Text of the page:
This week I asked you about what you’ve been ‘surviving’ as a parent at the moment and I asked this because I’ve had a tough couple of weeks, with food intolerances and structural work on the house, but particularly around the issue of child anxieties and phobias.
All children will experience some form of anxiety during their development. The most common being separation anxiety, which in simple terms is when your baby or child learns how dependant they are of you and struggle to be apart.
Some children may even develop specific fears or phobias, for instance, fear of the dark, animals, strangers or even weather. It is all part and parcel of growing up, and is completely natural, and can occur in certain ages or stages in their development.
Over the last few months, I’ve had my first experience of managing a specific phobia with my eldest. At first, I’d noticed a change in his behaviour, he didn’t seem as ‘happy-go-lucky’ like any 3 year old is, and as the week went on he stopped wanting to go to nursery.
It first started with, conversations of “I don’t want to go to nursery Momma” which then changed to protests resulting in full blown tantrums.
Initially we thought it was because he had changed rooms, from the toddlers room to pre-school and wasn’t adjusting to the change yet. But after speaking with his Key Worker we discovered he’d had an altercation with another boy, which explained his refusal to go.
However, the protests became worse, and you could see it wasn’t tantrums anymore, it was fear. Intense fear and panic.
We had to listen to our little boy, so we kept him off until we got to the bottom of what was going on.
Speaking with his Key Worker again, we then learnt that it wasn’t an altercation as previously described, it was in fact a phobia of another little boy in pre-school who had severe autism.
It was explained that whenever the boy would come into his area to play, Fin-Bob would become extremely upset, covering his ears and closing his eyes crying until either he or the boy was removed.
That was fear… and his way of trying to close off all his senses until whatever he was fearful of was gone.
That’s when we learnt his specific phobia had turned into anxiety and panic that was now impacting his attendance at nursery.
But where had all this come from? Has Fin-Bob saw something or experienced something that made he become fearful? Possibly. Frustratingly we’ll never know the real reason. Unfortunately, nursery never gave any details as to why this had happened, despite our questioning. They themselves may not have known, or seen anything. Not forgetting, there’s a very good chance that nothing ever did happen.
Like I mentioned earlier, anxiety and phobias are common around my son’s age, so it’s hard to pin point any rational reason. The only real information we had was how Fin-Bob was reacting, and the panic and fear he was experiencing whenever we talked about going to nursery.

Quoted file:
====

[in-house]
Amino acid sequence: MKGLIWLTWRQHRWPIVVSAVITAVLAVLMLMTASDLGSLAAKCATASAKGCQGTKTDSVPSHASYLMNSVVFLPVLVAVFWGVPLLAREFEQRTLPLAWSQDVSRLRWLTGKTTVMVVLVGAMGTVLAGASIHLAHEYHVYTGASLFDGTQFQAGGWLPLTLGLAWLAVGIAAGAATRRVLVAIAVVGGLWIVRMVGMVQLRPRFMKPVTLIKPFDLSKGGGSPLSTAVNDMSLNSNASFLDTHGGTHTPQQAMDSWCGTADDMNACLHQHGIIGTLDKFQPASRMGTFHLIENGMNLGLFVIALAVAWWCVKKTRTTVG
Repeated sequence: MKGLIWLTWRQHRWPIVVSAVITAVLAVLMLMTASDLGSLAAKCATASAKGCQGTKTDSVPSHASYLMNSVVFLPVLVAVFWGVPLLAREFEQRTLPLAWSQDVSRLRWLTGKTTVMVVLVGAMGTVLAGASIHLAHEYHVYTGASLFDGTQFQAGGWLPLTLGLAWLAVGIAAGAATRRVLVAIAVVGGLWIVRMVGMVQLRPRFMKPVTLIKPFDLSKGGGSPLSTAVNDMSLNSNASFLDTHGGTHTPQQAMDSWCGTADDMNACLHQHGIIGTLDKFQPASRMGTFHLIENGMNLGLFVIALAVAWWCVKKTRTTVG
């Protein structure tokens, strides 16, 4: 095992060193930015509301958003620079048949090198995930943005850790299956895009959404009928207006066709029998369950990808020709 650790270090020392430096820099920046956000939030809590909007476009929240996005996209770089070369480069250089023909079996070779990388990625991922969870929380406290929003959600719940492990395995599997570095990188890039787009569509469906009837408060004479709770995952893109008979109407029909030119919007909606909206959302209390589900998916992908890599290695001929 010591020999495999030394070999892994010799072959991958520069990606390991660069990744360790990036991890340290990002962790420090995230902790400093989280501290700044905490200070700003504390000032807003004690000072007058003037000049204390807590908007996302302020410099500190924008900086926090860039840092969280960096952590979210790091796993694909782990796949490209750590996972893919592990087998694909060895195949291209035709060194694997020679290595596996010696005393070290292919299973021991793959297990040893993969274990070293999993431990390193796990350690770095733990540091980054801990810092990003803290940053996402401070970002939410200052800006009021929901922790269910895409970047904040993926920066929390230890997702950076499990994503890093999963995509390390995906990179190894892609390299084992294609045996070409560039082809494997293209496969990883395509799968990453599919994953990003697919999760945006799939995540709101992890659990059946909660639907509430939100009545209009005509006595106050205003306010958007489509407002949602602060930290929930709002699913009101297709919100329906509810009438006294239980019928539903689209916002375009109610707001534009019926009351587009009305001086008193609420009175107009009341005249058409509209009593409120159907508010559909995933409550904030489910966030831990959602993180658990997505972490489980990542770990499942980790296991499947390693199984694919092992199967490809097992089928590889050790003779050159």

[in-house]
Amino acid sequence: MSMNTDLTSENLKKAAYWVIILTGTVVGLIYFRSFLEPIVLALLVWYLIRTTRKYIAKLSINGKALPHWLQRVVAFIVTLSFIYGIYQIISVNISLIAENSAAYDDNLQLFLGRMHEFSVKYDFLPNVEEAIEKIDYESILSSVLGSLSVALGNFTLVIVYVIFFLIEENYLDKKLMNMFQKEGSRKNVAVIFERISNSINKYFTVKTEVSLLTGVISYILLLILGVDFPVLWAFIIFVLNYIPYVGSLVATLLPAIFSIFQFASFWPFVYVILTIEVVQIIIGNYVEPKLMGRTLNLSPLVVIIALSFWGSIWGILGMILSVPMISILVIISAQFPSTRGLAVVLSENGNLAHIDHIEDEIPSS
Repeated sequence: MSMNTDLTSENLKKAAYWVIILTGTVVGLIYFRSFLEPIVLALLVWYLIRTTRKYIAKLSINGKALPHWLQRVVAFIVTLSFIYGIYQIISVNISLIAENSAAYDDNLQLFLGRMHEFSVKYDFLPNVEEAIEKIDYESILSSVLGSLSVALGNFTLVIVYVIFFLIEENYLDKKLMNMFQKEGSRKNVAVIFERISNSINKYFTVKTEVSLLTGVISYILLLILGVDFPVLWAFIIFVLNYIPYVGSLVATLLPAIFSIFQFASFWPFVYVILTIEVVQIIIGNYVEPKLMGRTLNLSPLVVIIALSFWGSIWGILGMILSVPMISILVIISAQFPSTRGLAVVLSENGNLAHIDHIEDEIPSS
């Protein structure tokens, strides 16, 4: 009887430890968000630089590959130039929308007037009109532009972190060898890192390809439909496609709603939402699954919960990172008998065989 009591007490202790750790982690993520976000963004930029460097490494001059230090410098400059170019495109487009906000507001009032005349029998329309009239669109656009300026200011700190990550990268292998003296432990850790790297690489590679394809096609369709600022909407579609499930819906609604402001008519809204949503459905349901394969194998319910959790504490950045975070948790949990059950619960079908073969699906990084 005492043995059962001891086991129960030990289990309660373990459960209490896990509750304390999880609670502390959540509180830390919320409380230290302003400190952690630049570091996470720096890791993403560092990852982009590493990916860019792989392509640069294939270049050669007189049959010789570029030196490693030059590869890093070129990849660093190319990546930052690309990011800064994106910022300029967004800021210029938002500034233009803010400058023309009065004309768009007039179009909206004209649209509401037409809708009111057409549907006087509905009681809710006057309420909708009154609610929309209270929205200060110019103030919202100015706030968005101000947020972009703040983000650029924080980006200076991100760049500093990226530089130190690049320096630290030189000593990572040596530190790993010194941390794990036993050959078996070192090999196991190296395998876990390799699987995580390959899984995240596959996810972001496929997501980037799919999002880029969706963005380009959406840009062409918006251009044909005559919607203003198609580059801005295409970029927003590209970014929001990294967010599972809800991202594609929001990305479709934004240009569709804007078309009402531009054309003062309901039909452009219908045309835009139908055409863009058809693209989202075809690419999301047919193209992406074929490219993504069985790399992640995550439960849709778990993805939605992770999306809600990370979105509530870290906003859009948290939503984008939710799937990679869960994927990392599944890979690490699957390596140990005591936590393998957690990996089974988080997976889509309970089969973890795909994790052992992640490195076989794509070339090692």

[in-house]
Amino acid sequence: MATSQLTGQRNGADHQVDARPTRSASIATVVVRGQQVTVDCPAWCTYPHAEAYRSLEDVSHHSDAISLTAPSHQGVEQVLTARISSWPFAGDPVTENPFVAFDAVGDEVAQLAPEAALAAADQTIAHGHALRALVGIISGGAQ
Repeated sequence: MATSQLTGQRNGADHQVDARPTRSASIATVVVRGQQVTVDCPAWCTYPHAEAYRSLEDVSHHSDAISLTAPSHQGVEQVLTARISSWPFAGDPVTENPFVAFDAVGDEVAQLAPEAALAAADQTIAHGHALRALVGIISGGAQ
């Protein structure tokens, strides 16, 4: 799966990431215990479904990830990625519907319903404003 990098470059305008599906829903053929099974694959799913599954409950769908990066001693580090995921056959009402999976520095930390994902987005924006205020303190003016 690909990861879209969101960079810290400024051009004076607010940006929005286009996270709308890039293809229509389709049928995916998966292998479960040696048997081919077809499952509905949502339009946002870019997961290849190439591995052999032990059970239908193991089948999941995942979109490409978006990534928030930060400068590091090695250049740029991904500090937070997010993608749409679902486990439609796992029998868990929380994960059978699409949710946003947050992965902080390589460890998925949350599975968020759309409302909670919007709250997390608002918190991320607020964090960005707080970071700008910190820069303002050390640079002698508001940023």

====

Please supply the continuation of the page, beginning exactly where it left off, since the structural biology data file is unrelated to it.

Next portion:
We had to recognise his fear was real, despite how irrational it may have sounded, developing a fear of another boy who probably did nothing to him. So we talked and talked, trying to get Fin-Bob to tell us what he liked and didn’t like about nursery. We talked about it being okay to be scared, and that we were always there for him. We did everything to not ignore it and acknowledge that it was okay.
But it’s tough trying to converse with a 3 year old about feelings. Especially when he doesn’t have the language skills yet to describe what he’s going through or how he’s feeling.
Luckily for us, he was due to leave that nursery and attend a new pre-school in September, so in the short-term the issue of being around the thing/person he was fearful of was quickly resolved.
However, despite knowing it’s a phase, and that no doubt he’ll get over it, I wanted to prepare myself in case a specific phobia like this arose again. I’ve now become more in-tune to recognising signs of anxiousness in him. Not that there has been any further signs as yet.
Like most kids, he soon bounced back, and since leaving the nursery and joining another pre-school he’s back to his happy-go-lucky self, and loving pre-school and all his new friends. But like any parent would be, I’m still on the look out, just in case another specific phobia arises. Which no doubt it will, because of his age and stage in development, only this time I’ll be better equipped, and will listen to my child sooner, rather than listening to others.
As you can probably tell, I’m still feeling a bit sore about the whole situation and this has been a difficult post to write.
It’s important to mention that if you are experiencing something similar there is a wealth of information online, around childhood anxiety and phobias, along with some great coping mechanisms and tools to help support the child and parent. I found this page on the Kids Health website particularly useful.
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